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Philosophy of Neuroscience
View via Publisher. Syntax Advanced Search. Summary The philosophy of neuroscience includes applications of neuroscience to philosophical problems as well as philosophical investigations of neuroscience. The application of neuroscience to philosophical problems such as problems in philosophy of mind is sometimes referred to as "neurophilosophy".
The philosophical investigation of neuroscience is a sub-discipline of the philosophy of science. Key works See the pioneering Churchland for an early overview of key themes in philosophy of neuroscience. Introductions For a concise introductory overview, see Bickle et al Show all references. Subcategories: Brain Imaging and Localization Representation in Neuroscience Explanation in Neuroscience Neurophilosophy Philosophy of Neuroscience, Misc In chapter 5 of her book, Patricia Churchland extended both the range and philosophical implications of neurological deficits.
One deficit she discusses in detail is blindsight. Some patients with lesions to primary visual cortex report being unable to see items in regions of their visual fields, yet perform far better than chance in forced guess trials about stimuli in those regions. A variety of scientific and philosophical interpretations have been offered.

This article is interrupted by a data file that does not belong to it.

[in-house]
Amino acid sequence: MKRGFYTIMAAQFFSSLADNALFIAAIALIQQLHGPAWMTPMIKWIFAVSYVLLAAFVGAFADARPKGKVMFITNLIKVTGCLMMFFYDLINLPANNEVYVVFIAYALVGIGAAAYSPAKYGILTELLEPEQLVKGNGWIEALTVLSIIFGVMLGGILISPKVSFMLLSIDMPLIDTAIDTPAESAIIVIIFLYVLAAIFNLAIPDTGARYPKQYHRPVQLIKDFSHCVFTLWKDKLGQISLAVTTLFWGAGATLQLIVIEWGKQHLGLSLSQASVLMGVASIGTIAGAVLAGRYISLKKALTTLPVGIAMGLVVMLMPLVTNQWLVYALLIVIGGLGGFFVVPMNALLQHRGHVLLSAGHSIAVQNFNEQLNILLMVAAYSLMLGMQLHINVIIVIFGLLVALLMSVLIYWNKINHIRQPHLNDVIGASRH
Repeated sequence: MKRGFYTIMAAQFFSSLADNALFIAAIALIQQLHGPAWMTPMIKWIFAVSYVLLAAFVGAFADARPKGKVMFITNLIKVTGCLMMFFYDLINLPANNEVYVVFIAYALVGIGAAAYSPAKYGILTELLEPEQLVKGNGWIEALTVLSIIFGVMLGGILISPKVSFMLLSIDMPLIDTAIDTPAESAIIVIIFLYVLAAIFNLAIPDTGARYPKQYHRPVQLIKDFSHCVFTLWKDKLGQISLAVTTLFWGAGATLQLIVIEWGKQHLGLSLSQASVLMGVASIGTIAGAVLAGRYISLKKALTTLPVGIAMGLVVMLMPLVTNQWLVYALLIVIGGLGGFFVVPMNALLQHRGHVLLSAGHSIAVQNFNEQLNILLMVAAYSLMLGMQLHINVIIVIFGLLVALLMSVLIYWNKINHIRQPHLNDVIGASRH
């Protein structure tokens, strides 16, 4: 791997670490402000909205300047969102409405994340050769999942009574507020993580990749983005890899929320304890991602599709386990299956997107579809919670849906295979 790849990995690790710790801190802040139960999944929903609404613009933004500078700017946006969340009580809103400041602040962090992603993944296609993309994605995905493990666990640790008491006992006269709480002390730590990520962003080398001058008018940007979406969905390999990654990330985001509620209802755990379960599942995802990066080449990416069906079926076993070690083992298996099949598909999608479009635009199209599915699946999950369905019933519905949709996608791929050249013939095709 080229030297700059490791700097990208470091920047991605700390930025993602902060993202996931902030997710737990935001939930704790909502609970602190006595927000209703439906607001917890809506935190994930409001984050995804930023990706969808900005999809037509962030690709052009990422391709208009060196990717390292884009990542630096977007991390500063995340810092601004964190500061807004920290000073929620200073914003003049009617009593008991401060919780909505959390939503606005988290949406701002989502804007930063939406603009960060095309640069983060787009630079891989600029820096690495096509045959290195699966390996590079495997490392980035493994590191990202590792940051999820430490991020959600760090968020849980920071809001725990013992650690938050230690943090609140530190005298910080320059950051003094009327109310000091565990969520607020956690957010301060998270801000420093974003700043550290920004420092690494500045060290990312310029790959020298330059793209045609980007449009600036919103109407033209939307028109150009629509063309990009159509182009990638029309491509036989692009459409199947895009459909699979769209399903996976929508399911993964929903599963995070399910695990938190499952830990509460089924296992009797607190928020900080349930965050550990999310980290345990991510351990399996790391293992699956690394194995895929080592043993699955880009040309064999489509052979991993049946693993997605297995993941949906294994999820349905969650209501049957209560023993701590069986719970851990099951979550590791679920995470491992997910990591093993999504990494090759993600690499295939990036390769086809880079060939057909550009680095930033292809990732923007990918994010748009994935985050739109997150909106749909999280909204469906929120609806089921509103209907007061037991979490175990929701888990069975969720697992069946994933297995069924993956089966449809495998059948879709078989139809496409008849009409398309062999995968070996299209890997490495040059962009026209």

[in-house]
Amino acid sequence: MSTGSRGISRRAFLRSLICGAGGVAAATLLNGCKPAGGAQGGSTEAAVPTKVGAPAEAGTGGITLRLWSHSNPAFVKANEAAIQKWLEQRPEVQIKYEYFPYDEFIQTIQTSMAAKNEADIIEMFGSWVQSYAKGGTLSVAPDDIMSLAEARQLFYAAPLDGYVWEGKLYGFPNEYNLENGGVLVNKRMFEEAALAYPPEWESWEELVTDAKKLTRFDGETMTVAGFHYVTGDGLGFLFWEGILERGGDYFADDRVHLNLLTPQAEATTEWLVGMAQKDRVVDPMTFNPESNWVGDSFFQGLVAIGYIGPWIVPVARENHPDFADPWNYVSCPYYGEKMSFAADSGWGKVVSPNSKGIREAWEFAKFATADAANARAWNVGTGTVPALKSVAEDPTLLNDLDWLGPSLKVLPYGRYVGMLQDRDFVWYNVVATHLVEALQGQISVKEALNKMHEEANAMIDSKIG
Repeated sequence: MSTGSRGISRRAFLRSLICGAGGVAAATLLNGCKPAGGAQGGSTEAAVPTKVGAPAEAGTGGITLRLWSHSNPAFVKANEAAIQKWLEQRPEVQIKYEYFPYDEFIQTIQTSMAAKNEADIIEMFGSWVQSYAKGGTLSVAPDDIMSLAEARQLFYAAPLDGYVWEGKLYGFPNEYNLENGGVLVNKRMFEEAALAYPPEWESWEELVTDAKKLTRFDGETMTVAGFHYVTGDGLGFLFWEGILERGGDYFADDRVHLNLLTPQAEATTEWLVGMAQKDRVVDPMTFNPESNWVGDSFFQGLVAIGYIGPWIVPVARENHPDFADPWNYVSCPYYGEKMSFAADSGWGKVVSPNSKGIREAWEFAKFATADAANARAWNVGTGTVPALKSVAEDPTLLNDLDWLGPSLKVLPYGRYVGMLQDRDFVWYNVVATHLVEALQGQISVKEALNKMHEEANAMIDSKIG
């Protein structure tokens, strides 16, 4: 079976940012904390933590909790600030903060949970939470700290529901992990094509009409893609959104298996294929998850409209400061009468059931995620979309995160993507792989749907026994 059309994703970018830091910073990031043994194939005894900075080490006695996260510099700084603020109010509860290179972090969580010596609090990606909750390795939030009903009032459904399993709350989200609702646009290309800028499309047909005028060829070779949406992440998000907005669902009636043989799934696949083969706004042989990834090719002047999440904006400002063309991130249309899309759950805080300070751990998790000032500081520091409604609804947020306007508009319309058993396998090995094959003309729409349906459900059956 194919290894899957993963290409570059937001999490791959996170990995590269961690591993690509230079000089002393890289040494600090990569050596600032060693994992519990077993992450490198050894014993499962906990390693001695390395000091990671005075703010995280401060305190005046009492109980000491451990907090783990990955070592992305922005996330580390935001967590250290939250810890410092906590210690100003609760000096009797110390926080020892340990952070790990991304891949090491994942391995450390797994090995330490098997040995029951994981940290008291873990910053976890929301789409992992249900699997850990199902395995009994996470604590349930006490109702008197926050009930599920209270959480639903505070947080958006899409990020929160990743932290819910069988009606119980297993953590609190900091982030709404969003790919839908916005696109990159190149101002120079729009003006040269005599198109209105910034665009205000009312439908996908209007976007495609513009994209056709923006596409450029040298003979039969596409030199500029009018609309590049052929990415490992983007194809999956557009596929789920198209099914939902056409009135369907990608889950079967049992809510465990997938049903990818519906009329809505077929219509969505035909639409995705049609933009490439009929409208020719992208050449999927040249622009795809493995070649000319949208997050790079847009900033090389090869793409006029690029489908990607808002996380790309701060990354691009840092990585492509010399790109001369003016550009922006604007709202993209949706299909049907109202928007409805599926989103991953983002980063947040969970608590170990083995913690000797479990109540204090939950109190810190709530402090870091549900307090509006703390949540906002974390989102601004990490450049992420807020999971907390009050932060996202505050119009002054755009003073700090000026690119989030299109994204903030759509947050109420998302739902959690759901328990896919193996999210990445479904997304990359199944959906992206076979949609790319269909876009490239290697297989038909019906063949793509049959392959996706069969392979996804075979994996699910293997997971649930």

Ned Block worried that many of these interpretations conflate distinct notions of consciousness. The latter is the availability of representational content to self-initiated action and speech. Block argued that P-consciousness is not always representational, whereas A-consciousness is. Dennett , and Tye are skeptical of non-representational analyses of consciousness in general.
We break off our brief overview of neurophilosophical work on consciousness here. Many other topics are worth neurophilosophical pursuit. We mentioned commissurotomy and the unity of consciousness and the self, which continues to generate discussion. One of the first issues to arise in neurology, as far back as the nineteenth century, concerned the localization of specific cognitive functions to specific brain regions. These neurologists made careful studies when possible of linguistic deficits in their aphasic patients, followed by brain autopsies post mortem.